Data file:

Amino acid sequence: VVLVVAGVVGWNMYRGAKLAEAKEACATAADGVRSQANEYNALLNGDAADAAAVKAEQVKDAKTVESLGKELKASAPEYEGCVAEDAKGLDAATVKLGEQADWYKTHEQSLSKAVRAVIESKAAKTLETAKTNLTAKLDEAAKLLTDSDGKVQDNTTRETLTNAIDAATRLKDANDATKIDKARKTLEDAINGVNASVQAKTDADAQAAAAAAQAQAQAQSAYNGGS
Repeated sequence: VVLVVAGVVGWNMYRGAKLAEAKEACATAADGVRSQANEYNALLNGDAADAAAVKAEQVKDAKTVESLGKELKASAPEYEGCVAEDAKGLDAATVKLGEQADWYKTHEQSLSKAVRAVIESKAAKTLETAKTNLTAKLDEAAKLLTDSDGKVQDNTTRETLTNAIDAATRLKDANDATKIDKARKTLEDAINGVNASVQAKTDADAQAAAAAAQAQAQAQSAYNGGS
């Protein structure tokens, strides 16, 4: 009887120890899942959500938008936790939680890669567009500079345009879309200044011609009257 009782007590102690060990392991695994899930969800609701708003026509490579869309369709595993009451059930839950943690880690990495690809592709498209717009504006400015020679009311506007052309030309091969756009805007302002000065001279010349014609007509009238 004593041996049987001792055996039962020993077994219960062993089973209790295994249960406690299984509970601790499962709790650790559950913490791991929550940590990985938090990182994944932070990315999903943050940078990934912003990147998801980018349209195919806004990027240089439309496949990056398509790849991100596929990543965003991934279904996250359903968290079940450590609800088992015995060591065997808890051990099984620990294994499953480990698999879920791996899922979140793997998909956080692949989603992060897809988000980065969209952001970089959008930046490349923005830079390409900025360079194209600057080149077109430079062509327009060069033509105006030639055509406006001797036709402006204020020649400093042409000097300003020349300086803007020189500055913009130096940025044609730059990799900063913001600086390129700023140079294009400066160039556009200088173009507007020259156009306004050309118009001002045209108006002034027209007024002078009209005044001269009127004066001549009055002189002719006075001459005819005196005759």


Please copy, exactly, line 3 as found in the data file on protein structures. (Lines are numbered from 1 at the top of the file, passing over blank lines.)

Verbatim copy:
């Protein structure tokens, strides 16, 4: 009887120890899942959500938008936790939680890669567009500079345009879309200044011609009257 009782007590102690060990392991695994899930969800609701708003026509490579869309369709595993009451059930839950943690880690990495690809592709498209717009504006400015020679009311506007052309030309091969756009805007302002000065001279010349014609007509009238 004593041996049987001792055996039962020993077994219960062993089973209790295994249960406690299984509970601790499962709790650790559950913490791991929550940590990985938090990182994944932070990315999903943050940078990934912003990147998801980018349209195919806004990027240089439309496949990056398509790849991100596929990543965003991934279904996250359903968290079940450590609800088992015995060591065997808890051990099984620990294994499953480990698999879920791996899922979140793997998909956080692949989603992060897809988000980065969209952001970089959008930046490349923005830079390409900025360079194209600057080149077109430079062509327009060069033509105006030639055509406006001797036709402006204020020649400093042409000097300003020349300086803007020189500055913009130096940025044609730059990799900063913001600086390129700023140079294009400066160039556009200088173009507007020259156009306004050309118009001002045209108006002034027209007024002078009209005044001269009127004066001549009055002189002719006075001459005819005196005759």